The storm that came through the DC area on Friday night has a name. It’s called a Derecho. I had never heard of it. It’s described as a widespread storm in which multiple bands of strong storms packing damaging winds move hundreds of miles. According to the National Weather Service Storm Prediction Center, their name comes from the Spanish word for “direct” or “straight ahead”, which is the way the storms typically move.
The heavy winds, typically upward of 60 mph (and I think we had 90 mph winds), come from downbursts in storm clouds, caused by differences in the heat and density of air within the storm systems. There’s already a Wikipedia page for Friday’s storm and Capital Weather Gang is taking suggestions to name the historic storm. So far my favorite is Derecho en Fuego. But, what will be very interesting is to see how many babies are born in say…..March or April who are named Derecho. Or Derrick. Or some other derivative of the name.
We are still without power in our neighborhood. We went to the house yesterday as we wanted to check on things and water the outside plants since the water restriction had been lifted. The house was stifling — 99 degrees inside. It was starting to stink, so we emptied the remains of the refrigerator and freezer — only to discover that we’d forgotten to empty the ice maker when we left on Saturday and it had melted all over the floor. The wood laminate floor, which will now likely sustain permanent damage. But, that can be dealt with.
We drove around the neighborhood a little, just amazed at the destruction. Trees were uprooted everywhere. Others had just snapped in two. Some had landed on roofs and cars. Others had miraculously not fallen on anything but the ground. Electric lines were down everywhere. We realized how lucky we are that the enormous tree in our backyard, which is in dire need of either cutting down or trimming back, was still standing. A few branches had come down, but nothing had hit the house. It made the potential damage to the kitchen floor seem like nothing. And it is nothing in the whole scheme of things. It might cost us some money, but that’s okay. Our family is okay and that is the important thing.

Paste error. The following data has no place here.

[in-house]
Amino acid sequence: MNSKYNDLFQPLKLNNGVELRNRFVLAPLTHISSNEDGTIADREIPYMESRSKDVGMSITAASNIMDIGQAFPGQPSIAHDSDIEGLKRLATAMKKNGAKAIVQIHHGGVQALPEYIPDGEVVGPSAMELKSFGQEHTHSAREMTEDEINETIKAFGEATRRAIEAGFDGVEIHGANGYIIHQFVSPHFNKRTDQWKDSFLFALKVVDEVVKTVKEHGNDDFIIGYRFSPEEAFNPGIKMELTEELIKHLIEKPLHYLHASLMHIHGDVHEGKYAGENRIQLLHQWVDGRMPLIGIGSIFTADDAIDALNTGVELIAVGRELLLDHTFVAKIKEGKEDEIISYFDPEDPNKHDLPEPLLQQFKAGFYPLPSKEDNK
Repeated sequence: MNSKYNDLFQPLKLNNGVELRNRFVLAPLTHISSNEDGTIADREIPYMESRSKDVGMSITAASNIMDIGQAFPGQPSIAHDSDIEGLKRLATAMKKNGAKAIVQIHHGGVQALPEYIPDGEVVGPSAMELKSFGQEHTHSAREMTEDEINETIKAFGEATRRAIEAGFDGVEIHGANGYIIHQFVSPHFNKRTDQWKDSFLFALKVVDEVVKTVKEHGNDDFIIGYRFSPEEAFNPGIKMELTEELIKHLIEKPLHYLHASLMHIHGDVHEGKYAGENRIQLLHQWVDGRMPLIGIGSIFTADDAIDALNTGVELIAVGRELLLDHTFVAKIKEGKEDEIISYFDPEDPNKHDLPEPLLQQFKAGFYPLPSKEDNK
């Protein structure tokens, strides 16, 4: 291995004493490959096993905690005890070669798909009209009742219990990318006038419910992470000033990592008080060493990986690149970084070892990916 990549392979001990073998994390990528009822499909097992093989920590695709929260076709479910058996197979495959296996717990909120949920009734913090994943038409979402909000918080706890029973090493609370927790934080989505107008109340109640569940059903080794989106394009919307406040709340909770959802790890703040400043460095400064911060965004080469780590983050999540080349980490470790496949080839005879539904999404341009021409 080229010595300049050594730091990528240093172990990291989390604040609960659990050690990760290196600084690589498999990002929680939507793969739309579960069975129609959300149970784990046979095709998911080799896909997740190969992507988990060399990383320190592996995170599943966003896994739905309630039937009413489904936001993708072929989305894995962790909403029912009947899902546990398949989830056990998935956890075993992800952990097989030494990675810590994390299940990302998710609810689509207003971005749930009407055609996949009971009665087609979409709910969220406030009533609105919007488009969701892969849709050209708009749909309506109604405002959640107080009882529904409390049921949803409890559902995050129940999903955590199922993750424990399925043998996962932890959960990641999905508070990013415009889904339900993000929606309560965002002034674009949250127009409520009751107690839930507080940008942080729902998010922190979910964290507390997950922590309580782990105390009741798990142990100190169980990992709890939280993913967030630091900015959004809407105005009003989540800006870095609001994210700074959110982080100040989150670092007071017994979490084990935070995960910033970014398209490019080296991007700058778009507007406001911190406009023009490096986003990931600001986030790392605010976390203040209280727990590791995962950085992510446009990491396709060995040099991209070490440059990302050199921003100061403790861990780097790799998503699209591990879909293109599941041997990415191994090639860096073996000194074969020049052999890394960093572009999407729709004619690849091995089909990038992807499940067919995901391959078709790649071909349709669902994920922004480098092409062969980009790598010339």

The power is starting to come back on, but people are growing weary and impatient. And, I don’t blame them. Not everyone is as lucky as we are to have a cool place to stay. People blame the power companies. And no…they are not perfect. There are things that could be done to help prevent things like this, but they cost money and nobody wants to pay for them. They also take time and people want instant gratification. Trees could be cut back, but people fight that, too. So there are no easy answers.
What I do know is that the crews are working hard. Nobody is sitting in an air-conditioned room with their feet up on a desk, laughing at the misfortune of others and figuring out ways to prolong it. And, crews are working round the clock to get the lights back on. They’ve left their families in other states to come here — and it is a holiday week. They are working in unbearable heat and then many of them go home to their own dark, hot houses. Show them some respect. If you come across them in your neighborhood, tell them thank you. The system might be broken, but it’s not their fault. They are hard workers, making an honest living for their families.
And in the midst of the frustration, we need to remember to take care of each other. If your power comes back on, invite people over who you know don’t have power. Even if you know that your friends and family without power are in a safe place, check on them anyway. I can tell you that it’s not easy to be displaced from your home. Just show them you care. Be courteous on the roads. Treat intersections without lights as four way stops. I know this is DC, but give your horn a break for a few days. Our nerves are all frazzled. You’ll get where you are going, I promise. Smile at someone today. Even if you don’t feel like it. They might really need it. Actually, I know they need it. We all need people to be kind and a little bit patient every day of the year. A smile goes a long way, even when there isn’t a natural disaster to deal with.
And then, when the lights are all back on and our lives get back to normal….try to keep doing those things. Just an idea.